Die schwedische Klangkünstlerin Kajsa Lindgren veröffentlicht Aufnahmen, die auf eine Reise durch verschiedene Stationen der menschlichen Vergangenheit einladen, wie in Teil 1 dieses Artikels beschrieben. Im Folgenden erteilen wir ihr selbst das Wort, um unseren Eindruck von ihrer Arbeit zu vervollständigen.
skug: How did you get the idea to record music underwater?
Kajsa Lindgren: For a long time I’ve been interested in sounds and things that are (for obvious reasons) difficult for us humans to hear or experience. To think that there are so many different perspectives and ways of perceiving both environments, subjects, sounds… not only within the field of music and sound, but in life in general. Therefore, I often use microphones that can help me with that, hydrophones for example. But when Malte and Andreas from Hyperdelia contacted me about releasing something, it couldn’t have been more luxurious and exciting, since they work with different, experimental ways of studio production and aesthetic of recorded music. They basically said: »Come up with different ideas and dream big, we’ll think about the practicalities later«. So one of the ideas I had was that I wanted to present the music and also the way the audience would experience it in a way I’d never done before, but also extend the thing I said before about perspectives. So the first idea we all liked was an underwater installation, and that we’d record the music under water with hydrophones and release that. And once we thought about doing that we thought »Why stop there?« and expanded the project in a total of three perspectives to present and experience the piece: an underwater concert where the audience got to swim around in a pool with four underwater speakers, a record release in a more »traditional« sense processed and mixed with material we got from the pool, a web-based sound installation, but also a release with remixes.
What were the problems with recording?
We had two »sessions« in the pool: one for recording and one for the concert. We felt after the recording that it would’ve been good to have at least one more session after that first time, since some problems occurred. For example there were sounds that the hydrophones picked up that we couldn’t get rid of and also took quite some time to find the source of. This resulted in that we made impulse responses in the pool which we then used in the mixing process, and I also composed some new tracks that couldn’t have been made without that material, inanimate world part I and II, for example.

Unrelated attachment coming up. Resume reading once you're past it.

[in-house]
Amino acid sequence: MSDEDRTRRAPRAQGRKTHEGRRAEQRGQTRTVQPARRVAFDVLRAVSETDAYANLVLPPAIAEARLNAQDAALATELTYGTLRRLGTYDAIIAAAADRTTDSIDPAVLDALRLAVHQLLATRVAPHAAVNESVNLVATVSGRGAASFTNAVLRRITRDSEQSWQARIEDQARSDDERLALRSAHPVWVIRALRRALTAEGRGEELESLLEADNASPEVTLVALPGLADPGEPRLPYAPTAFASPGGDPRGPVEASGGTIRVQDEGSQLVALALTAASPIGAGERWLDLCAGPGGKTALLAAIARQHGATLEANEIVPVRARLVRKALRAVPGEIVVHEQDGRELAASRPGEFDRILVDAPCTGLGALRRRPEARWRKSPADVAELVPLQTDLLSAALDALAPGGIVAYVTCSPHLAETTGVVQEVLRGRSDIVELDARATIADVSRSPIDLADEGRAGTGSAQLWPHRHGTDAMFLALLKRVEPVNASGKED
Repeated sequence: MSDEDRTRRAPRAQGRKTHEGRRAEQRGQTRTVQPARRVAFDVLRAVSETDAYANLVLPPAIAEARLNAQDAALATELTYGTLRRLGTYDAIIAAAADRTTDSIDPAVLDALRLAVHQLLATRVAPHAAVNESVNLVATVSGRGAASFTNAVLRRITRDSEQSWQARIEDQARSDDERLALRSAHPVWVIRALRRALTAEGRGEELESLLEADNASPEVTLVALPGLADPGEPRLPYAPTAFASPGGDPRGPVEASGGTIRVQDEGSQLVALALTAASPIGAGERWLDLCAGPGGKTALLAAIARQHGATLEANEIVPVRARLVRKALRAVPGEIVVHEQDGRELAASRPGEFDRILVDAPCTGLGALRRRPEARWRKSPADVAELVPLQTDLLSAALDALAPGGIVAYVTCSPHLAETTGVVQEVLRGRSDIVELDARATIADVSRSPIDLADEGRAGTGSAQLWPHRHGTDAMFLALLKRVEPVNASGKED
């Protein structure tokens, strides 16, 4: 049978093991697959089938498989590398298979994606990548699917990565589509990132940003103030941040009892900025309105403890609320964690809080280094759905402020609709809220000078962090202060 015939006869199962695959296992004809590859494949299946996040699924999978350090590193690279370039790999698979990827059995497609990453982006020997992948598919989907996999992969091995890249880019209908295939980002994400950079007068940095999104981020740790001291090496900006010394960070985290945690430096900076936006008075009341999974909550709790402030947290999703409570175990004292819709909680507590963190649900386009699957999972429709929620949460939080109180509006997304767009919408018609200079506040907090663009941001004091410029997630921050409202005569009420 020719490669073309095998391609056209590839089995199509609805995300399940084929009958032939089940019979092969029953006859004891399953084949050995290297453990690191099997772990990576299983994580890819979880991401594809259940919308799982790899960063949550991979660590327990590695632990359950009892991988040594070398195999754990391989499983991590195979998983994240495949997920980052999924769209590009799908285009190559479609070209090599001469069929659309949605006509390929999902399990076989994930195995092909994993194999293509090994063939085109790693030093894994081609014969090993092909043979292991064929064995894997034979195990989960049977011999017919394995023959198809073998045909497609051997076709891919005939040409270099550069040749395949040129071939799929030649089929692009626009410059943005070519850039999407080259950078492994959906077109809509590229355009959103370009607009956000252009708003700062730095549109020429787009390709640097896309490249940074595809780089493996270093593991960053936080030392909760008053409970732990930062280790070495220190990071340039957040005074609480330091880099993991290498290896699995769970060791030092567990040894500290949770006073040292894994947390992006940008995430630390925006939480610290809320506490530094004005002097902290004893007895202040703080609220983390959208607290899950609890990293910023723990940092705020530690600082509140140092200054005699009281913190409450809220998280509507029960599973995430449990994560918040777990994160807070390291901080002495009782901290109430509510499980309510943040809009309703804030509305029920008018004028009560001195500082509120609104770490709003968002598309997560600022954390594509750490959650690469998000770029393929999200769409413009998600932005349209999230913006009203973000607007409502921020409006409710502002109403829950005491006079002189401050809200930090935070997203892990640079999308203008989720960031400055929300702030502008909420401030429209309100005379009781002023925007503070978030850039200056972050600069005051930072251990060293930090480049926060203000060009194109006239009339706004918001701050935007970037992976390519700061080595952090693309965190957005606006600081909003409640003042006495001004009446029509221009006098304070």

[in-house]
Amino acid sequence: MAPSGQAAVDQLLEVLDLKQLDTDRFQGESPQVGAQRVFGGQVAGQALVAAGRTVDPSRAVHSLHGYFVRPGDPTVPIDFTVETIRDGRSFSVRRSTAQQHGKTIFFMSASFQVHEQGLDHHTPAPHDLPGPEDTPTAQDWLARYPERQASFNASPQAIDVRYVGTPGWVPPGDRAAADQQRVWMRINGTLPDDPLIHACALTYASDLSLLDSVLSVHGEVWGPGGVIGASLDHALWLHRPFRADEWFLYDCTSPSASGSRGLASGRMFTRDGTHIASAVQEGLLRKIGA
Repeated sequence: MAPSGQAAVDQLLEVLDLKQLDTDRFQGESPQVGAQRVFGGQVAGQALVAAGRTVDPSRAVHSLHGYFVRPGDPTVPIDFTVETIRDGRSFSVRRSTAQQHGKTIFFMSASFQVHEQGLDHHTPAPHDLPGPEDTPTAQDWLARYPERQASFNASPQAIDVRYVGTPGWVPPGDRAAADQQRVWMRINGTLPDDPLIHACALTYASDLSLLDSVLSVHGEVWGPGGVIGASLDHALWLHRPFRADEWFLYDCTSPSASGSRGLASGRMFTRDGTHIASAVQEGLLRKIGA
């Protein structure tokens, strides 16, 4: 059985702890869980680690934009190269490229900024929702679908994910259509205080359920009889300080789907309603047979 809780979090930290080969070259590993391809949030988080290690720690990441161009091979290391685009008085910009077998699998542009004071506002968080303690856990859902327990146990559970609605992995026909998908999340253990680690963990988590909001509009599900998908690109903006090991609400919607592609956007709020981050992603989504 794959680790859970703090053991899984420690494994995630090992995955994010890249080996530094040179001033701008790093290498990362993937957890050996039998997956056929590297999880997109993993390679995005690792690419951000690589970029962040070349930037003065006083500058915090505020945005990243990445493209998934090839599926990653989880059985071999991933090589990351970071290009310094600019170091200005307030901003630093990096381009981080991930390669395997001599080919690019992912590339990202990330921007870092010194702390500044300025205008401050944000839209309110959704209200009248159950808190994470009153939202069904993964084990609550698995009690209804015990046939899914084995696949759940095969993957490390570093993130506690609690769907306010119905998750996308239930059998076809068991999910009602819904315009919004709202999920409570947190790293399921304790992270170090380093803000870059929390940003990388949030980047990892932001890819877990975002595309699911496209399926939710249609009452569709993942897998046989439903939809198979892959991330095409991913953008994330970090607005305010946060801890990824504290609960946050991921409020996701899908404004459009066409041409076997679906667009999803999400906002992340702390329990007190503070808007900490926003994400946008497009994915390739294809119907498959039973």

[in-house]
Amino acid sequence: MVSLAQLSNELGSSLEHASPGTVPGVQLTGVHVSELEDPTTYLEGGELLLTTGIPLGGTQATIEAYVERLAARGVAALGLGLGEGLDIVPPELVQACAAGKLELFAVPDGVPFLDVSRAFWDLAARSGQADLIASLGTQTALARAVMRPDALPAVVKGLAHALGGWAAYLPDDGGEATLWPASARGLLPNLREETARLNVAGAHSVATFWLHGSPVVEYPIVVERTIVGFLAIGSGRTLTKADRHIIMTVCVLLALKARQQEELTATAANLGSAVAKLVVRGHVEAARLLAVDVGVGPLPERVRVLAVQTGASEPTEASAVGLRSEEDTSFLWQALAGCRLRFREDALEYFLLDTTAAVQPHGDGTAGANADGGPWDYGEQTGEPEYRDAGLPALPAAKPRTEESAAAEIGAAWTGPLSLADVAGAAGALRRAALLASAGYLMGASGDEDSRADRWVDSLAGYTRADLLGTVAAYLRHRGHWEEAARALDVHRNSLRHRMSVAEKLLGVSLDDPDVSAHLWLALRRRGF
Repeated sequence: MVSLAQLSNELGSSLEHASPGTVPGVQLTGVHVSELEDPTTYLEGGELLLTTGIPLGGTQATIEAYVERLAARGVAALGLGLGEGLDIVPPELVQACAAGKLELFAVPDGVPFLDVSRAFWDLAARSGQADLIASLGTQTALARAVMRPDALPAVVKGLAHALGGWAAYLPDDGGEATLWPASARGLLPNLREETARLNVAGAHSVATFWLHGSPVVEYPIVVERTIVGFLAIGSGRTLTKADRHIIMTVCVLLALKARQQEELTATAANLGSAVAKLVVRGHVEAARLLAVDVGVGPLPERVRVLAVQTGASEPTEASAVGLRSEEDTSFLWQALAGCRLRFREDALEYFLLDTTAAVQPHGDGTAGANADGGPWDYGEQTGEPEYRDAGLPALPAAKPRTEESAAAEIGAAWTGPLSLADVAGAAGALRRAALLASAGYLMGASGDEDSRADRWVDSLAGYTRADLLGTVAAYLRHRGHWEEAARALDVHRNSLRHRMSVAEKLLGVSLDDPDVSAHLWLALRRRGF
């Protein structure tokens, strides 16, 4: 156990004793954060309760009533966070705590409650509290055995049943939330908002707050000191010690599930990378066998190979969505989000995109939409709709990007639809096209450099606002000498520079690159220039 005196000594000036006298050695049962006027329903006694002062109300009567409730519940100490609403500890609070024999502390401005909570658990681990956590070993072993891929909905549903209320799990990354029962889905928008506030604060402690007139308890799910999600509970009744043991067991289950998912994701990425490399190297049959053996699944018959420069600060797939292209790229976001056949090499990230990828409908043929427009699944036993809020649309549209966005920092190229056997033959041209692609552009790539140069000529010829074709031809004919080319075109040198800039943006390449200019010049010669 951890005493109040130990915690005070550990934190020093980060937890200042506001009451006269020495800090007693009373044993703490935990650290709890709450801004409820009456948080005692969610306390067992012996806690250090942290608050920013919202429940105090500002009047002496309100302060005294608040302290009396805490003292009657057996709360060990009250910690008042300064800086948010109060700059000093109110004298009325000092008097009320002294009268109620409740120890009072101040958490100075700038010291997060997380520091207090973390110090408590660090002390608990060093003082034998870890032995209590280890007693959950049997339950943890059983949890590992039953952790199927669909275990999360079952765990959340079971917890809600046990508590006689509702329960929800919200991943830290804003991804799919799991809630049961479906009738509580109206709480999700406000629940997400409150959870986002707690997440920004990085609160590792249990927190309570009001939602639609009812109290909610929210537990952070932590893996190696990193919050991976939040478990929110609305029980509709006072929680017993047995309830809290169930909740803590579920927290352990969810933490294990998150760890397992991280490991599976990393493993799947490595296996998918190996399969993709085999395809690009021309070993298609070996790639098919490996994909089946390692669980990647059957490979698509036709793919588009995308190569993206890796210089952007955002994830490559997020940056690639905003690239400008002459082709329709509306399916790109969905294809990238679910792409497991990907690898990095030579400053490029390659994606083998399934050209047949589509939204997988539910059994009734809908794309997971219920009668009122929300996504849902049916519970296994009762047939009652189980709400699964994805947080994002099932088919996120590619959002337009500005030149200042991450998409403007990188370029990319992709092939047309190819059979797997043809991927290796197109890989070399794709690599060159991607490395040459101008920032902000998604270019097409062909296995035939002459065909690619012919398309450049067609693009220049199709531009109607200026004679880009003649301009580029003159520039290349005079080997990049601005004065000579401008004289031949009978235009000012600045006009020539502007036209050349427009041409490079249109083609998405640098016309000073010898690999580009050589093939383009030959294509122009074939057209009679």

How did your own experiences of listening and hearing underwater affect your work? While it can be very relaxing, it can also trigger the feeling of melancholy. What is your opinion on that?
One of the best things about this project was the fact that you couldn’t always know what to expect or be in complete control. That we had to adapt, compromise and think in new ways to make things work. Not only work, but also sound good. This affected the listening experience a lot of course. In a way it extended the poetic sense of the material. That memories are evasive, fragmentary. While listening through and editing the interviews I got from different people, it struck me that almost everyone had loving, nostalgic and happy memories. But most of them had this touch of sadness and melancholy. It ended up with me using more processed voices (each track consists of one persons voice talking about one or several memories and fragments from their recordings), rather than only or mainly field recordings.
Do you know about a healthy, soothing effect of underwater sounds?
No, not really, but what I can mention about this piece and the underwater concert was that it was such a treat to see the calm and soothed mood that the audience seemed to have been left with after the concert. I’ve never experienced that at any other concert I’ve had, which was an amazing thing. But I can’t say that it’s for everyone. It’s quite intimate.
You called the records »Womb«. Were you aware of this stereotype identification of women and the ocean? Do you know about Elaine Morgan’s research on the origin of humans and her aquatic ape hypothesis?
Uhm, no. I get that there are references you can make with the title, but it’s not to be perceived literally. It’s not something political, feminist or to make you think that it’s an attempt to make the listener experience the fetal state in your mothers womb. It’s more of a symbol for being absorbed by something… the water, the music, the state of mind of the material which is based on interviews exploring childhood memories of sound and field recordings.
In Vienna there is a thermal bath with a pool that has speakers that play music underwater that reminds me of your project. Could you think of playing more concerts in different public swimming pools, or even on the open sea?
For sure! That would be great. Not in the open sea though, I think that would be difficult and perhaps disturb the underwater creatures…
What else can we expect? Is there more underwater music to come?
We’ll see! Hopefully I’ll get to continue exploring perspectives and mediums in many different ways.